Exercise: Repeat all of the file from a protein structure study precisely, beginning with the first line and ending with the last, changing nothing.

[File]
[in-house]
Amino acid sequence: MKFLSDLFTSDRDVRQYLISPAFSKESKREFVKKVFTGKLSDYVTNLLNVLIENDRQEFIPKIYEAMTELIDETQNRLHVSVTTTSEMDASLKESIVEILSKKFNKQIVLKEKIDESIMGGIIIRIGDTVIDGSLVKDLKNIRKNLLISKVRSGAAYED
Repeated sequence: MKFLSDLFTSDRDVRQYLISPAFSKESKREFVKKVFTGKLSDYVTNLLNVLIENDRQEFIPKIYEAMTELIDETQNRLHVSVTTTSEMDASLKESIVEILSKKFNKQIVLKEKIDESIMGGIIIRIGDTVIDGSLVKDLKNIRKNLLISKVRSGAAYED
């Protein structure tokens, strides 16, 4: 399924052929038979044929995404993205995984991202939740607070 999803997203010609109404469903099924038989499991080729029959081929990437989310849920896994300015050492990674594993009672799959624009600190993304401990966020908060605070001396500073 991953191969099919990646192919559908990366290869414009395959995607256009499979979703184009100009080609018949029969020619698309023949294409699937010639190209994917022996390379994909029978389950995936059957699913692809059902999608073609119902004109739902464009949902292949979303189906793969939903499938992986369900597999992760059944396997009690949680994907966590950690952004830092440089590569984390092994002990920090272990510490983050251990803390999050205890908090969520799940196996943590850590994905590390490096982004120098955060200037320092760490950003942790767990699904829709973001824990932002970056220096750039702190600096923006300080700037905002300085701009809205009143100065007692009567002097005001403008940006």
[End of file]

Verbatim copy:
[in-house]
Amino acid sequence: MKFLSDLFTSDRDVRQYLISPAFSKESKREFVKKVFTGKLSDYVTNLLNVLIENDRQEFIPKIYEAMTELIDETQNRLHVSVTTTSEMDASLKESIVEILSKKFNKQIVLKEKIDESIMGGIIIRIGDTVIDGSLVKDLKNIRKNLLISKVRSGAAYED
Repeated sequence: MKFLSDLFTSDRDVRQYLISPAFSKESKREFVKKVFTGKLSDYVTNLLNVLIENDRQEFIPKIYEAMTELIDETQNRLHVSVTTTSEMDASLKESIVEILSKKFNKQIVLKEKIDESIMGGIIIRIGDTVIDGSLVKDLKNIRKNLLISKVRSGAAYED
């Protein structure tokens, strides 16, 4: 399924052929038979044929995404993205995984991202939740607070 999803997203010609109404469903099924038989499991080729029959081929990437989310849920896994300015050492990674594993009672799959624009600190993304401990966020908060605070001396500073 991953191969099919990646192919559908990366290869414009395959995607256009499979979703184009100009080609018949029969020619698309023949294409699937010639190209994917022996390379994909029978389950995936059957699913692809059902999608073609119902004109739902464009949902292949979303189906793969939903499938992986369900597999992760059944396997009690949680994907966590950690952004830092440089590569984390092994002990920090272990510490983050251990803390999050205890908090969520799940196996943590850590994905590390490096982004120098955060200037320092760490950003942790767990699904829709973001824990932002970056220096750039702190600096923006300080700037905002300085701009809205009143100065007692009567002097005001403008940006």